The right to access affordable, quality health care
The Equality State Policy Center believes that everyone has the right to access affordable, quality health care. Unfortunately, this is a distant dream for many in the Equality State.
Statistics collected by the Henry J. Kaiser Family Foundation, one of the leading think tanks in health care, show that nearly 90,000 Wyomingites lack health insurance. About 15% of Wyoming’s population is served by the Medicaid program (health care for low-income people in certain eligibility categories) and Medicare (health care for people 65 years old and over).
The percent of Medicare recipients matches national statistics, but the percent of Medicaid recipients is lower because Wyoming has close to the minimum allowable program under federal law.
What happens when a person does not have health insurance and needs health care? Most people in that situation postpone care until it reaches a crisis point. Everyone has access to care in an emergency room, but that is the most expensive and inefficient way to deliver care.
For example, diabetic medications and supplies typically cost several hundred dollars a year. For lack of these medications and supplies, a diabetic may arrive at the emergency room in a diabetic coma or with other complications of untreated diabetes – and treatment will cost tens of thousands of dollars, far more than preventing the crisis from happening in the first place.
One of the drivers of high health care costs is the lack of coverage. Hospitals and other medical providers must cover costs through cost-shifting – charging insured and self-pay patients more to cover the costs of treating those who cannot pay.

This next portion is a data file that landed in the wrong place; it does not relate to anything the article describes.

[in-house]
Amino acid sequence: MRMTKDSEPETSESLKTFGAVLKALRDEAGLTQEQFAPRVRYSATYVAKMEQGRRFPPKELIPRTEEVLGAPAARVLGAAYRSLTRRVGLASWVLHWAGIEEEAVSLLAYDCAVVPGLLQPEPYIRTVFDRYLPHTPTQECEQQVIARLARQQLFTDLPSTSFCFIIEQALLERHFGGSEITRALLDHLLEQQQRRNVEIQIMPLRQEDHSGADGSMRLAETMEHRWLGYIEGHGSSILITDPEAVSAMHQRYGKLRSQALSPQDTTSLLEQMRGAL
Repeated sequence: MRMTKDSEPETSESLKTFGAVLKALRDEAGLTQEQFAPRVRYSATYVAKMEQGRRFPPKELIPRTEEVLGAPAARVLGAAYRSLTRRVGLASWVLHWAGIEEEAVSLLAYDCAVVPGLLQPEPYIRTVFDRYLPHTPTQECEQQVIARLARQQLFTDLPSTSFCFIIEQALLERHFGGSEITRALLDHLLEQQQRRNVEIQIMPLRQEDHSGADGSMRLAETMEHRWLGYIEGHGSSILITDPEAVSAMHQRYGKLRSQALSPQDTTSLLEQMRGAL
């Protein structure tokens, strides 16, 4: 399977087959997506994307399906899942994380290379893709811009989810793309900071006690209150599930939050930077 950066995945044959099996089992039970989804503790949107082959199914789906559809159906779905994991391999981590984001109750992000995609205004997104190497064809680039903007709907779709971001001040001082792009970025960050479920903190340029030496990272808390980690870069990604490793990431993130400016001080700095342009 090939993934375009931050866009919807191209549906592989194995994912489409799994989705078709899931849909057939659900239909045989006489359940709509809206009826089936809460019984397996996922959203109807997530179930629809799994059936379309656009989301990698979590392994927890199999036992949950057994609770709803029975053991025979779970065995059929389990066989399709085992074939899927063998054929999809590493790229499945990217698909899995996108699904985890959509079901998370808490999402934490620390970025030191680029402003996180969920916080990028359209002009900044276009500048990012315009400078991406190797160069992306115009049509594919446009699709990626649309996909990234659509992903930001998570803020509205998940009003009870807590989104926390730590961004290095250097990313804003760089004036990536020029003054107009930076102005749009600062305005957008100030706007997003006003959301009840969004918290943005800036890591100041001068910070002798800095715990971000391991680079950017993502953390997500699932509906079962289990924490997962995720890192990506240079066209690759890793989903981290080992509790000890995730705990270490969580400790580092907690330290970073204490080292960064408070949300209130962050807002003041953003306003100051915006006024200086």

The Affordable Care Act (ACA), the federal health reform law, seeks to address this situation through numerous changes, some sweeping and some incremental. For example, the ACA already provides an insurance pool for high-risk individuals who have not been able to get reasonably-priced (or any) health insurance from a private insurer. It also requires insurers to cover children until age 26 on their parents’ policy, and prohibits insurers from denying coverage to high-risk children.
In 2014, the more sweeping changes are slated to take place. At that time the government’s Medicaid program will be expanded to cover all individuals with incomes under 135% of the federal poverty level. States, which share the costs of the Medicaid program, will not have to cover the costs of any of the new eligibles for the first three years.
Uninsured individuals with incomes above the Medicaid threshold will be required to buy a health insurance policy through their state health insurance exchange. The federal government will subsidize these purchases for individuals and families with incomes up to 400% of the federal poverty level. Policies on the exchanges will have to meet certain minimum requirements and be easily comparable to encourage value purchasing.
Those who have health insurance can choose to keep their existing coverage.
Kaiser Family Foundation
Robert Wood Johnson Foundation
Consumer Advocates Project Health CAPH
HealthCare.gov Patient Protection and Affordable Care Act timeline
Kaiser Family Foundation ACA descriptor